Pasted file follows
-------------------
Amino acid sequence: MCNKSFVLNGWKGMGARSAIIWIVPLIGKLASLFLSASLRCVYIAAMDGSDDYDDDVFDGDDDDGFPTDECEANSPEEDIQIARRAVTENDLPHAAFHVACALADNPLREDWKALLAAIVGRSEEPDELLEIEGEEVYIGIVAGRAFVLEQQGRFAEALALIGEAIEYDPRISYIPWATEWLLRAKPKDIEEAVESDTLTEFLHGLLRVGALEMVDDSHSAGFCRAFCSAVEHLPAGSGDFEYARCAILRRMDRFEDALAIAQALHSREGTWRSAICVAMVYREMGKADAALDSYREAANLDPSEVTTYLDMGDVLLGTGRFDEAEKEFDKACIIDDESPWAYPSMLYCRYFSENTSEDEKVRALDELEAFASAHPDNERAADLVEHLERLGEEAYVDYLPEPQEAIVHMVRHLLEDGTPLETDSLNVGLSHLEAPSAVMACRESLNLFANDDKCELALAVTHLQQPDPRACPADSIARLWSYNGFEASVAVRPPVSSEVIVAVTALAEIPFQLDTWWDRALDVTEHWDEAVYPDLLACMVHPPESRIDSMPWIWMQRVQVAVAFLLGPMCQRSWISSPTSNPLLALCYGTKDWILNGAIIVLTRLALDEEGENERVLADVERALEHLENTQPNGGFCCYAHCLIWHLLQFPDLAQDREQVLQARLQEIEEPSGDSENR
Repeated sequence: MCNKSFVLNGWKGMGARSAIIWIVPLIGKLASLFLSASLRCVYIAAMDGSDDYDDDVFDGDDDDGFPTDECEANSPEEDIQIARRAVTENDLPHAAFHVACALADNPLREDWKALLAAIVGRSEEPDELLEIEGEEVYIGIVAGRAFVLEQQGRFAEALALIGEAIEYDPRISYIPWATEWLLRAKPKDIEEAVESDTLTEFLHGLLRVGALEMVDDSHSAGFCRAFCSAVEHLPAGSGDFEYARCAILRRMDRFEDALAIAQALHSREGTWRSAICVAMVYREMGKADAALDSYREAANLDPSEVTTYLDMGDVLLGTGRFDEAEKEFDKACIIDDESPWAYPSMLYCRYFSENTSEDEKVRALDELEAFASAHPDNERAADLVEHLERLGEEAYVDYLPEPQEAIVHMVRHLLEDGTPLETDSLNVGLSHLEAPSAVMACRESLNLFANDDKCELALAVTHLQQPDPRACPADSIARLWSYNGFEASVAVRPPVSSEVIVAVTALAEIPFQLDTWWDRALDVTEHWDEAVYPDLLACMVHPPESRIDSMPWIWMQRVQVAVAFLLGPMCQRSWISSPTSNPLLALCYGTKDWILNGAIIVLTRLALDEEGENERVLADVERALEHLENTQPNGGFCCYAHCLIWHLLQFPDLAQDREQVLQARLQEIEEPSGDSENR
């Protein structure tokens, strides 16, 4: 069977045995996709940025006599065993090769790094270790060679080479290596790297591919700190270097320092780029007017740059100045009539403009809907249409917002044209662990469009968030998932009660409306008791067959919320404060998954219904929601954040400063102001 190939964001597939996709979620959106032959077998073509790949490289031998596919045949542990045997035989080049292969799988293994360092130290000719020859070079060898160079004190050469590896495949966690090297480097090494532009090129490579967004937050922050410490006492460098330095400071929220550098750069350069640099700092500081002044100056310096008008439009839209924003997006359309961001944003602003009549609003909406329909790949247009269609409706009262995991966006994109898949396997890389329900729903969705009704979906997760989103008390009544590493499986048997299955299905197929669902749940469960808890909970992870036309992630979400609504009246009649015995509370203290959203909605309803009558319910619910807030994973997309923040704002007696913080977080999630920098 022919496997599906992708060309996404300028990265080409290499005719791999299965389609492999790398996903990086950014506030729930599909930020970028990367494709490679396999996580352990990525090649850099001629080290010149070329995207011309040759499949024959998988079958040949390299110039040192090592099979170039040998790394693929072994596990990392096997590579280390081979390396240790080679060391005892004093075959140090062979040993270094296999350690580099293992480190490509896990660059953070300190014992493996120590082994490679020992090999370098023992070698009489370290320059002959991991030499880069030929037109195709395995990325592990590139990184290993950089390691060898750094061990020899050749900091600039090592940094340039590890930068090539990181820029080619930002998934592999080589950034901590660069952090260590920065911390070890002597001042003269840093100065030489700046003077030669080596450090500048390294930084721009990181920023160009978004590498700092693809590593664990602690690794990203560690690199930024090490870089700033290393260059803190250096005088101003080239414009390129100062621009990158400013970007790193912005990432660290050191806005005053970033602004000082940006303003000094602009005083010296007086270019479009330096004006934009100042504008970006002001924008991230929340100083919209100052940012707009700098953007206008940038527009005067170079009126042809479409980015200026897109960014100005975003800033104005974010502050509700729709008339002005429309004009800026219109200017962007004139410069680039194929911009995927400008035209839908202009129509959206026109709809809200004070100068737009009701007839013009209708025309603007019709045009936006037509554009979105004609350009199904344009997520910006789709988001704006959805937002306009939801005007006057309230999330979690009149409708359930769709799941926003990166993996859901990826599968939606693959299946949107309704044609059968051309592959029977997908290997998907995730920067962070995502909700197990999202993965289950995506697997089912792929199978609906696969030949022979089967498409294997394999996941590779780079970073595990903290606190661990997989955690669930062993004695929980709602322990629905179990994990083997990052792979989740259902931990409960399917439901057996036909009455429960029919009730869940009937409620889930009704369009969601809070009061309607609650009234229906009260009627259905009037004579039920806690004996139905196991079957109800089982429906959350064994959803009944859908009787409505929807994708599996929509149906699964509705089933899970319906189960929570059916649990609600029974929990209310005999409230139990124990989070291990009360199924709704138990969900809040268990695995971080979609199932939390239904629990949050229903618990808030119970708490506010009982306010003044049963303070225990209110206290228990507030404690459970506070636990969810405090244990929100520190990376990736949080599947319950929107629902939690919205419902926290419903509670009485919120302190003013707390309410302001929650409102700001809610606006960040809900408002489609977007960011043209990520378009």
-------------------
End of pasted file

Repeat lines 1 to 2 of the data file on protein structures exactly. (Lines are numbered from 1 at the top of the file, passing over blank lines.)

Amino acid sequence: MCNKSFVLNGWKGMGARSAIIWIVPLIGKLASLFLSASLRCVYIAAMDGSDDYDDDVFDGDDDDGFPTDECEANSPEEDIQIARRAVTENDLPHAAFHVACALADNPLREDWKALLAAIVGRSEEPDELLEIEGEEVYIGIVAGRAFVLEQQGRFAEALALIGEAIEYDPRISYIPWATEWLLRAKPKDIEEAVESDTLTEFLHGLLRVGALEMVDDSHSAGFCRAFCSAVEHLPAGSGDFEYARCAILRRMDRFEDALAIAQALHSREGTWRSAICVAMVYREMGKADAALDSYREAANLDPSEVTTYLDMGDVLLGTGRFDEAEKEFDKACIIDDESPWAYPSMLYCRYFSENTSEDEKVRALDELEAFASAHPDNERAADLVEHLERLGEEAYVDYLPEPQEAIVHMVRHLLEDGTPLETDSLNVGLSHLEAPSAVMACRESLNLFANDDKCELALAVTHLQQPDPRACPADSIARLWSYNGFEASVAVRPPVSSEVIVAVTALAEIPFQLDTWWDRALDVTEHWDEAVYPDLLACMVHPPESRIDSMPWIWMQRVQVAVAFLLGPMCQRSWISSPTSNPLLALCYGTKDWILNGAIIVLTRLALDEEGENERVLADVERALEHLENTQPNGGFCCYAHCLIWHLLQFPDLAQDREQVLQARLQEIEEPSGDSENR
Repeated sequence: MCNKSFVLNGWKGMGARSAIIWIVPLIGKLASLFLSASLRCVYIAAMDGSDDYDDDVFDGDDDDGFPTDECEANSPEEDIQIARRAVTENDLPHAAFHVACALADNPLREDWKALLAAIVGRSEEPDELLEIEGEEVYIGIVAGRAFVLEQQGRFAEALALIGEAIEYDPRISYIPWATEWLLRAKPKDIEEAVESDTLTEFLHGLLRVGALEMVDDSHSAGFCRAFCSAVEHLPAGSGDFEYARCAILRRMDRFEDALAIAQALHSREGTWRSAICVAMVYREMGKADAALDSYREAANLDPSEVTTYLDMGDVLLGTGRFDEAEKEFDKACIIDDESPWAYPSMLYCRYFSENTSEDEKVRALDELEAFASAHPDNERAADLVEHLERLGEEAYVDYLPEPQEAIVHMVRHLLEDGTPLETDSLNVGLSHLEAPSAVMACRESLNLFANDDKCELALAVTHLQQPDPRACPADSIARLWSYNGFEASVAVRPPVSSEVIVAVTALAEIPFQLDTWWDRALDVTEHWDEAVYPDLLACMVHPPESRIDSMPWIWMQRVQVAVAFLLGPMCQRSWISSPTSNPLLALCYGTKDWILNGAIIVLTRLALDEEGENERVLADVERALEHLENTQPNGGFCCYAHCLIWHLLQFPDLAQDREQVLQARLQEIEEPSGDSENR